How to block ads using your dd-wrt router
DD-WRT is a third-party firmware that is compatible with a wide range of wireless routers from various manufacturers. The DD-WRT group has put together a fantastic resource list that makes it simple to understand and use.
The last time stable releases were revised was in 2008. I’m going to use beta firmware. We’ll save the hosts file as /tmp/sowchosts and use the 0 hosts files from someonewhocares.org. I’ve chosen a firmware version that is proven to work without problems on my router (thanks to testing and feedback from the community). Many websites keep ad-blocking hosts files on their servers. This one is easy for me to recall and use.
Set the following cron job under Administration > Management > Cron: “0 1 * * * root wget -qO /tmp/sowchosts http://someonewhocares.org/hosts/zero/hosts && stopservice dnsmasq && startservice dnsmasq”
I’ll use the cron job to re-download the hosts file, which is lost when the router is restarted. Plus, since the hosts file on someonewhocares.org is updated on a regular basis, I still have the most recent version on my router.
Dd-wrt dns pihole settings easy
There are a variety of ways to block ads in your browser, but what if you could do it on your router? Here’s how to block advertisements for any user on your network using the DD-WRT firmware and intentional “DNS poisoning.”
The solution lies somewhere between the cost savings of not having to educate all of your network’s users about ad-blocking (I’m looking at you, mom, sister, grandmother, and office secretary) and the ease of not having to deal with it on every device you set up. That is, assuming there are any computers on your network on which you would not configure your personal environment (for example, “core servers” or virtual machines).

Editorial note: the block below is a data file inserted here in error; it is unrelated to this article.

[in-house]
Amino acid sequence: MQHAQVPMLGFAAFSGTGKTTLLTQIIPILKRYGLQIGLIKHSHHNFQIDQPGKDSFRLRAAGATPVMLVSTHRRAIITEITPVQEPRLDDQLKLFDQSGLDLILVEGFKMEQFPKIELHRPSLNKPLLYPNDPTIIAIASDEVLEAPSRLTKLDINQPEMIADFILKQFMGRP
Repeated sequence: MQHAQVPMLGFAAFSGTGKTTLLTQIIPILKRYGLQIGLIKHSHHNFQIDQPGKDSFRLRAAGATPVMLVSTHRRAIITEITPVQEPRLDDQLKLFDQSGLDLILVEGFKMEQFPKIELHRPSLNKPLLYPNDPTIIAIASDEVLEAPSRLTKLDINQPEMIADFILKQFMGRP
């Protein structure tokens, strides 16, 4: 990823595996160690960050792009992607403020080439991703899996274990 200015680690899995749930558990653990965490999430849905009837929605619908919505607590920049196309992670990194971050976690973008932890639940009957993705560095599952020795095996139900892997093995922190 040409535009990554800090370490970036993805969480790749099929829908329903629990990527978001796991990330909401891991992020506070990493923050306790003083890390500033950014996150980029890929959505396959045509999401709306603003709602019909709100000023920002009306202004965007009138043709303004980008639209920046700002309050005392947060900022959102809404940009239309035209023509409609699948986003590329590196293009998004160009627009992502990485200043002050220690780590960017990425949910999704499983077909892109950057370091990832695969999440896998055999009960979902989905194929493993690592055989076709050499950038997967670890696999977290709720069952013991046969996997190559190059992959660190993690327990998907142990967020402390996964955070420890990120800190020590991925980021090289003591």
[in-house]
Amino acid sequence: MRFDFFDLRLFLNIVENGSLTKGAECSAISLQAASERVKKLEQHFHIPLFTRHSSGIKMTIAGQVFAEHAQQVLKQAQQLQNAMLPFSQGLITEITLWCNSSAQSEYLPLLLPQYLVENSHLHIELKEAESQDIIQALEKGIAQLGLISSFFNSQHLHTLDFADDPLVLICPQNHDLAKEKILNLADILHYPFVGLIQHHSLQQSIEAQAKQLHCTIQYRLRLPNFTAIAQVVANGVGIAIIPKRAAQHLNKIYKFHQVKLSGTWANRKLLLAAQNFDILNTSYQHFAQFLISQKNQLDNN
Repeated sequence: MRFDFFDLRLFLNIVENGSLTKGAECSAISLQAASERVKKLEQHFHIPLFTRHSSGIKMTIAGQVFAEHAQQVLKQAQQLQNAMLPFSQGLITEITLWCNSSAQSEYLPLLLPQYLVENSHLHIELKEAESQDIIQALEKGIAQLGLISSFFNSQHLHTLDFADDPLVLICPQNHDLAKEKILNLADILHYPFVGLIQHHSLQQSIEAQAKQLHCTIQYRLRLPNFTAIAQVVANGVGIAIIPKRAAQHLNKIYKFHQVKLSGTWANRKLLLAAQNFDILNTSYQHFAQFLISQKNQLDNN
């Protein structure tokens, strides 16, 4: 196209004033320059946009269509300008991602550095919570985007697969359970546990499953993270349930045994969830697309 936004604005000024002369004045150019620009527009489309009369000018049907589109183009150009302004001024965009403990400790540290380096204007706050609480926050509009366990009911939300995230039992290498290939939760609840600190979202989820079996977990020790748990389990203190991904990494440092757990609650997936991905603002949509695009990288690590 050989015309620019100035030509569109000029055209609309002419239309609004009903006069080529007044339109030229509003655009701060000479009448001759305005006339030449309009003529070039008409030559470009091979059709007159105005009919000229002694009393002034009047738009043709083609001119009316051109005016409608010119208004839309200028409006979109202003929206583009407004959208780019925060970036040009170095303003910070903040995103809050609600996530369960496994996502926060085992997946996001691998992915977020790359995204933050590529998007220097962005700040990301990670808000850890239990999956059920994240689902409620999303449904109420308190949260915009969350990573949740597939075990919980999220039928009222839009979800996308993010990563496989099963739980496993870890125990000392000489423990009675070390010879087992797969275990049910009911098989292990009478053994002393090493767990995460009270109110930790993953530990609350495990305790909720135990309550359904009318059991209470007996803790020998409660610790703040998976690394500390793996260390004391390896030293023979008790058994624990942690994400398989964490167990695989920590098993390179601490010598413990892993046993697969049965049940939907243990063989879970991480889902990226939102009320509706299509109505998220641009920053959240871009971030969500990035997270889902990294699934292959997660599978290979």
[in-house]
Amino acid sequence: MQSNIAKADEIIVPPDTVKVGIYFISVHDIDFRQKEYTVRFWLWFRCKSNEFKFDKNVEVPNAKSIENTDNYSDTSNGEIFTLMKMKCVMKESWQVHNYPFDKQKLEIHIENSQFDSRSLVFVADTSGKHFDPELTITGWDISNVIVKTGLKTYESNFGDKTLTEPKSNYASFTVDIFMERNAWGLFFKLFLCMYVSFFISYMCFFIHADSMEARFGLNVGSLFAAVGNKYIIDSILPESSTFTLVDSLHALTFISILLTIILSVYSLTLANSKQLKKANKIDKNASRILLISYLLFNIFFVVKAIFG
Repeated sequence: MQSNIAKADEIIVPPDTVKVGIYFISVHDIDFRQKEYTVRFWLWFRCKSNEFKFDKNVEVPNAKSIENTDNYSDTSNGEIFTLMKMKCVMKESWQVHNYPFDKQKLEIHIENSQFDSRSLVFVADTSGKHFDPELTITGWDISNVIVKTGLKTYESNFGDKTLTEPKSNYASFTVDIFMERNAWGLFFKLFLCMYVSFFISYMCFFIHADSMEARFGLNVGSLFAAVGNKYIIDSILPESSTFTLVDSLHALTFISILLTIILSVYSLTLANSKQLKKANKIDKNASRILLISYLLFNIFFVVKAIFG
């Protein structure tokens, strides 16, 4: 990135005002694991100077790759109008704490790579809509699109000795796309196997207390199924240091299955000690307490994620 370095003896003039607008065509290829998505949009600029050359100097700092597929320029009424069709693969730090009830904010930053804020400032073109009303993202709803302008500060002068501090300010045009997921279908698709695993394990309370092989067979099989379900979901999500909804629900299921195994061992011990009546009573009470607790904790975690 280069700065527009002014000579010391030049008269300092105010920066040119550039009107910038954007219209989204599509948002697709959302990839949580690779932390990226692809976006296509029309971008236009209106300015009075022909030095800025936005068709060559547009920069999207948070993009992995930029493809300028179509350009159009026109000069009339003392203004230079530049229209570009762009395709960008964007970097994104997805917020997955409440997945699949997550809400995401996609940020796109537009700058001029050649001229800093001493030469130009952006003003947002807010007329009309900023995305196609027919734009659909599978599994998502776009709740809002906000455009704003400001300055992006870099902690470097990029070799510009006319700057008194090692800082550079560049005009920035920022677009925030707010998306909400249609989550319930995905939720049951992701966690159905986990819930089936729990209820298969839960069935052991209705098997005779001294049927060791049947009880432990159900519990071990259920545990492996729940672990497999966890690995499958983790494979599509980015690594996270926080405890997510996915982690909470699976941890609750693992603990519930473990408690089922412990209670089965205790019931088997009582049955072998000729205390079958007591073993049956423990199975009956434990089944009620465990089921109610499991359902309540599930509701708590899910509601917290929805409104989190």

Note: While I use the method below on my home router, I find that ad-block is a great complement to it, and I suggest using both methods together. Even, if you don’t have a DD-WRT router, ad-block will suffice. In fact, I like the software so much that I donated to its founder, and I urge everyone to do the same to help it continue to grow.
How to change dns on dd-wrt firmware – smart dns
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How to block websites and ads using a dd-wrt enabled
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Openwrt adblock pihole alternative
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Installing adblock on an openwrt router
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How to block a device in dd wrt router
My point is that putting ad blocking on the router is probably not the best idea. You’re much better off with ad blocking on the client for limited network setups. For larger setups, I would consider using a dedicated caching proxy server rather than relying on ad blocking on the client. Keep an eye on the proxy logs and talk to those who seem to be reaching the ads a little more often than you’d like (since data on that are much harder to come by with the router solution).
Only when ad blocking on the client isn’t an option (obnoxious users, people who are never available, or people who are so far up the pay scale that they refuse to listen to you on principle – yes, all of these people MUST DIE but in the meantime…) can I recommend putting this stuff in the proxy and pointing to the dicks who are too ignorant to notice when things break (which I’m sure they will).
The traffic is routed via a proxy server using iptables on the router. Then you can use this proxy to set up more iptable rules to block or redirect a current list of known ads by IP… you might even trap the users with a beef redirect or anything.